And how many Asian families would openly accept you marrying a white girl? They welcomed her with open arms.

Catherine: It's a really beautiful thing that Muhammad was born in a village in Bangladesh and I was born in Chelsea in London and our lives took these different paths.

Muhammad: And that we've connected together through Islam.

Did you try any other websites? And did you meet anyone else on before finding each other?

Muhammad: I looked at a couple of other websites but they didn't have that level of functionality. I found very user-friendly and it has everything you're looking for.

Catherine: I did sign up on a couple of other Muslim marriage websites but was by far the best. On, there were a lot of people who were British Muslims, Londoners, same educational background and I did meet up with a few brothers for coffee.

It gave me a lot of hope in my search. Not that I felt I was compatible with them, but they were eligible people; the kind of brothers I'd introduce my friends to if they were looking. I enjoy talking to people and meeting people so I actually enjoyed the whole process!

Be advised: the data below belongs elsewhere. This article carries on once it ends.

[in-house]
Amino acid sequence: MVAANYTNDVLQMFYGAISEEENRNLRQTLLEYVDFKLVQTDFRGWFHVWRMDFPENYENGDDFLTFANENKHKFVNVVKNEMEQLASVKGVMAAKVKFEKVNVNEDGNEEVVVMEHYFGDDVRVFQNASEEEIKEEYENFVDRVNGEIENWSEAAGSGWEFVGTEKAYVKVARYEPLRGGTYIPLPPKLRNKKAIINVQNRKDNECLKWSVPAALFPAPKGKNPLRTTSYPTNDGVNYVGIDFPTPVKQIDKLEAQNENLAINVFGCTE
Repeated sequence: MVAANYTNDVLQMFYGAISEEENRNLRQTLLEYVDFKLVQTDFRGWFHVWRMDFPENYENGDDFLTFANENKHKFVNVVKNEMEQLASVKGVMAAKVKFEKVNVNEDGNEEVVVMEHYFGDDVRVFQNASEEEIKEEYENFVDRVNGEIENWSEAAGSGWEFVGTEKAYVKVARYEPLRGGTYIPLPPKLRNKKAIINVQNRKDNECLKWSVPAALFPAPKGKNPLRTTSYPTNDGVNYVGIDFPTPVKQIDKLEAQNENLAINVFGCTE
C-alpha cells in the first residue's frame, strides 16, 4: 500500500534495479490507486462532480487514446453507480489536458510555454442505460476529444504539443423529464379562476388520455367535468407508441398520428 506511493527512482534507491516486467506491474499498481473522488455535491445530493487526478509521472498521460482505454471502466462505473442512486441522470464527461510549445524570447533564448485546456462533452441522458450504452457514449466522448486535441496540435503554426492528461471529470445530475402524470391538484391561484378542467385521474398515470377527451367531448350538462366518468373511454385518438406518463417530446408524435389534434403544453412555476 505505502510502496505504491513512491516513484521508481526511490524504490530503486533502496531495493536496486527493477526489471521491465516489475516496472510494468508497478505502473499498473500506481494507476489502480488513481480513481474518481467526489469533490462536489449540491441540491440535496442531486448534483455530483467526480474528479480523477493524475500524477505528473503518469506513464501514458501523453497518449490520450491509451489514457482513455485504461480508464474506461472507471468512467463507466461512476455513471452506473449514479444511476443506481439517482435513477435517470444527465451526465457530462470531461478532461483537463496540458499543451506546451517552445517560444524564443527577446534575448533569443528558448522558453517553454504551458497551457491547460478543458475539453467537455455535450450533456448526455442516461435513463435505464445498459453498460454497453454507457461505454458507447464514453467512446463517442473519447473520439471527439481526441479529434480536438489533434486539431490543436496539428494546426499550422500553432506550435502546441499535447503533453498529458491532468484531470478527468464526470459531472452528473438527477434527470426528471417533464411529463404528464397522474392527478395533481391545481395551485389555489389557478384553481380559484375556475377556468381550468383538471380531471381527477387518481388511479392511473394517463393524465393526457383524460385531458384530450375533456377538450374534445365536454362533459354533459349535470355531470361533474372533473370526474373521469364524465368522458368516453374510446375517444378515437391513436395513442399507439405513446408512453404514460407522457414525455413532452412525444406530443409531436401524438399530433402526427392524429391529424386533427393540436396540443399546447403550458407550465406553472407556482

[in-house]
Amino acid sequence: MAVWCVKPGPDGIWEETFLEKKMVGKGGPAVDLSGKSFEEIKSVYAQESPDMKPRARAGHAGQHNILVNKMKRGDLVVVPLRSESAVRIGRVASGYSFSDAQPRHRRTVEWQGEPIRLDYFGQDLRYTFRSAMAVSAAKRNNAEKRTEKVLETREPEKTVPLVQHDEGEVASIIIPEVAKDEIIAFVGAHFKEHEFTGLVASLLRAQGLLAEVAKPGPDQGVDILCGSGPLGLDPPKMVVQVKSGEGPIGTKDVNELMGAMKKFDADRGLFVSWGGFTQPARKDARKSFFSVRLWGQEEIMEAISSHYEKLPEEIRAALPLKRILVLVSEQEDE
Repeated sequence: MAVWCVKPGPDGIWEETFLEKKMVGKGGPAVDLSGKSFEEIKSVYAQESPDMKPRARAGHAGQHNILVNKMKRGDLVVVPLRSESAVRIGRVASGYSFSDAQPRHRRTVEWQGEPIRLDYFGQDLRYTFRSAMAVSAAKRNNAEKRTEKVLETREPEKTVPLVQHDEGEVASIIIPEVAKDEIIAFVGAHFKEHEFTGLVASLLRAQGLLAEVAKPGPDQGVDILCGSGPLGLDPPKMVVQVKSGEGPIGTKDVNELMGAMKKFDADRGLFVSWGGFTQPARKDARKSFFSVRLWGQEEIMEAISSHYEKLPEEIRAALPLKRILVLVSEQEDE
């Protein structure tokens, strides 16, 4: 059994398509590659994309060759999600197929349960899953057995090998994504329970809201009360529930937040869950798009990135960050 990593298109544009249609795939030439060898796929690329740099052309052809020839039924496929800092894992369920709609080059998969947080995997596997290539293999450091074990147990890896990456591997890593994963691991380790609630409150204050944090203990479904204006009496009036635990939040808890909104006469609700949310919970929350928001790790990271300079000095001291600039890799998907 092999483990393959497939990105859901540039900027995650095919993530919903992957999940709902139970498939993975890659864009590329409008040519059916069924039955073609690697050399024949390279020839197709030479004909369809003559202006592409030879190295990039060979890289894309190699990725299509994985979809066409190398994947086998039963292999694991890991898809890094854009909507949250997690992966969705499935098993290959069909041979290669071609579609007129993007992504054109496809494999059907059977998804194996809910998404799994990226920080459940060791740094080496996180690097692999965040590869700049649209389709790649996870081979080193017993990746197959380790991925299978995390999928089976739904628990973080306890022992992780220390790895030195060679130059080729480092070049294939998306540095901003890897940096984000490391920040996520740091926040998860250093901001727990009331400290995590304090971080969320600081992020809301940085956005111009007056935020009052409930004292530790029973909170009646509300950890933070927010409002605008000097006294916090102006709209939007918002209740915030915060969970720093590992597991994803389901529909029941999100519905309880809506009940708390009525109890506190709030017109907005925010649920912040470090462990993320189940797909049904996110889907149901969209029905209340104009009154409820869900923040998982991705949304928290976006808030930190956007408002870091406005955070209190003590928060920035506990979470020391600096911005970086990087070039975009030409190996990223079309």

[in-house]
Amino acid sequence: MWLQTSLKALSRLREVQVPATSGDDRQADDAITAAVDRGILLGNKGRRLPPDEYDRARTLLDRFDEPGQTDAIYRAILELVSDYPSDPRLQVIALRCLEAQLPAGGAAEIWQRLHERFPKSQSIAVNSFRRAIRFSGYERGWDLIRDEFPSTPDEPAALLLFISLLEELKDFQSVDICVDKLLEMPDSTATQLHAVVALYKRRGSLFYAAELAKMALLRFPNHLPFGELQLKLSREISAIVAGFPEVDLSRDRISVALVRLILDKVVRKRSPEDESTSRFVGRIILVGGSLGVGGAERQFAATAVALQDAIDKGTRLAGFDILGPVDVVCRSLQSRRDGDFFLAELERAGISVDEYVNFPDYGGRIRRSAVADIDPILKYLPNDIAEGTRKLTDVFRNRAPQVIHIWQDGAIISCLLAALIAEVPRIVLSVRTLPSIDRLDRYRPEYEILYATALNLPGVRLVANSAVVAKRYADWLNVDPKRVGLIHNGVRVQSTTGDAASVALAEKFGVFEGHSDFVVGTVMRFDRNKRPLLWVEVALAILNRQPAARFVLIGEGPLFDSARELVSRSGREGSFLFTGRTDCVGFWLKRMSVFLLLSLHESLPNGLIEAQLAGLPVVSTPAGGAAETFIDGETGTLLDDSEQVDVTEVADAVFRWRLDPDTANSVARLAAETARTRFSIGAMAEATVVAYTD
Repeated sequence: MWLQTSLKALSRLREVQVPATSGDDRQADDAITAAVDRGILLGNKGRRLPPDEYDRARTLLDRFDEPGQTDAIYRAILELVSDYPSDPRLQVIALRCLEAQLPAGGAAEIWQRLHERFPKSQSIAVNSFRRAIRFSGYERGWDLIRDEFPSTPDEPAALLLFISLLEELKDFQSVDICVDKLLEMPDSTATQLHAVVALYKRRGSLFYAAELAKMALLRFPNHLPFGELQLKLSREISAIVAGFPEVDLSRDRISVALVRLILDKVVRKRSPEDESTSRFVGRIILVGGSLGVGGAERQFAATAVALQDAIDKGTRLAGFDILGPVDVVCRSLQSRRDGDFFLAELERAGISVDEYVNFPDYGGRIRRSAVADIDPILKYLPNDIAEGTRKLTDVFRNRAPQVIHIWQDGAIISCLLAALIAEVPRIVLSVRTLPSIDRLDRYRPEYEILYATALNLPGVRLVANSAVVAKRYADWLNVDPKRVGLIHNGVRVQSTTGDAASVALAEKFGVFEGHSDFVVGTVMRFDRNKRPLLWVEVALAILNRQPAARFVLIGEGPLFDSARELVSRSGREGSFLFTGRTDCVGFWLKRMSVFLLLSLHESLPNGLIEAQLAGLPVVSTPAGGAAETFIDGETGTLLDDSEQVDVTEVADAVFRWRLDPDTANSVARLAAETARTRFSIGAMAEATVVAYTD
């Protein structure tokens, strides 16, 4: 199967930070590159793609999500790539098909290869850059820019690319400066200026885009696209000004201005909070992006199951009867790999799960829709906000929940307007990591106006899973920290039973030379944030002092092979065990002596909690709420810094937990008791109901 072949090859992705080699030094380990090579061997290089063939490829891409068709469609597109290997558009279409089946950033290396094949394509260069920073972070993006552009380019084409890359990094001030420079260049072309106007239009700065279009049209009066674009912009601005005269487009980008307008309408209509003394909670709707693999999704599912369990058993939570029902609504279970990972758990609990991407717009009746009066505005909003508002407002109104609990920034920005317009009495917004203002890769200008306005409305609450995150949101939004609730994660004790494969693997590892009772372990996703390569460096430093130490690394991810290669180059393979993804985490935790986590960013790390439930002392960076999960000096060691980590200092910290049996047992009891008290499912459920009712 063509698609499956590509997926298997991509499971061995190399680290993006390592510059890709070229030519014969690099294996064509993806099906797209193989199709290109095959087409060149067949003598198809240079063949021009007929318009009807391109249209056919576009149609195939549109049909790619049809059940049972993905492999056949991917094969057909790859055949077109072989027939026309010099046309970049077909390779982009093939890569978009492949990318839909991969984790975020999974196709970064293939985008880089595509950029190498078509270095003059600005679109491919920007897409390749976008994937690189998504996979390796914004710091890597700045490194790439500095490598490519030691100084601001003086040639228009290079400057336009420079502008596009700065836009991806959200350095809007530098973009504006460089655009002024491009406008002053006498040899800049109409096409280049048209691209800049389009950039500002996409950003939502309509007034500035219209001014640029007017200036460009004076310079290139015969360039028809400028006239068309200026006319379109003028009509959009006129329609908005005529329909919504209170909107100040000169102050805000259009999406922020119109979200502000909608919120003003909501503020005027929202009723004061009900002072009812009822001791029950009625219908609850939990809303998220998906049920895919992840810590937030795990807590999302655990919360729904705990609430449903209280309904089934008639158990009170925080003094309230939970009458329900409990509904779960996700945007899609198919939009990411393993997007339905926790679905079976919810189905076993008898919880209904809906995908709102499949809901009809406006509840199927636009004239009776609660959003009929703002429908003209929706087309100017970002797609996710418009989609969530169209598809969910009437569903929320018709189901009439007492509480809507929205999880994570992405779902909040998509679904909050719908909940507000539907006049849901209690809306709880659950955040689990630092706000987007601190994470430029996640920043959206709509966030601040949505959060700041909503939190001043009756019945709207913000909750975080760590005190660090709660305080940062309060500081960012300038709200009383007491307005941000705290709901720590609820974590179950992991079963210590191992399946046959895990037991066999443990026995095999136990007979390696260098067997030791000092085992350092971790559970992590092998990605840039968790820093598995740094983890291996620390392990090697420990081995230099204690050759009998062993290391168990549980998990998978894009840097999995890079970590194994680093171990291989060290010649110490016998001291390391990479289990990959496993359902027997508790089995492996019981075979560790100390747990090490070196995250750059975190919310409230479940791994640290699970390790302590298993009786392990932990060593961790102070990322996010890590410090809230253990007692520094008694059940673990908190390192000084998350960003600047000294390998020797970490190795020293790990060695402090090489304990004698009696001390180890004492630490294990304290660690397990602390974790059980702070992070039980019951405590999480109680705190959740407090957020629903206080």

Muhammad: I found the process quite stressful. Before meeting Catherine, I met three or four people from

That shows you that there are plenty of people out there. But the whole process takes time and you need to psyche yourself up before meeting someone. I was really nervous before meeting Catherine.

Catherine: I just thought, "Let's have a nice day and hopefully something will grow from that." That's the attitude! Don't put pressure on yourself - enjoy it!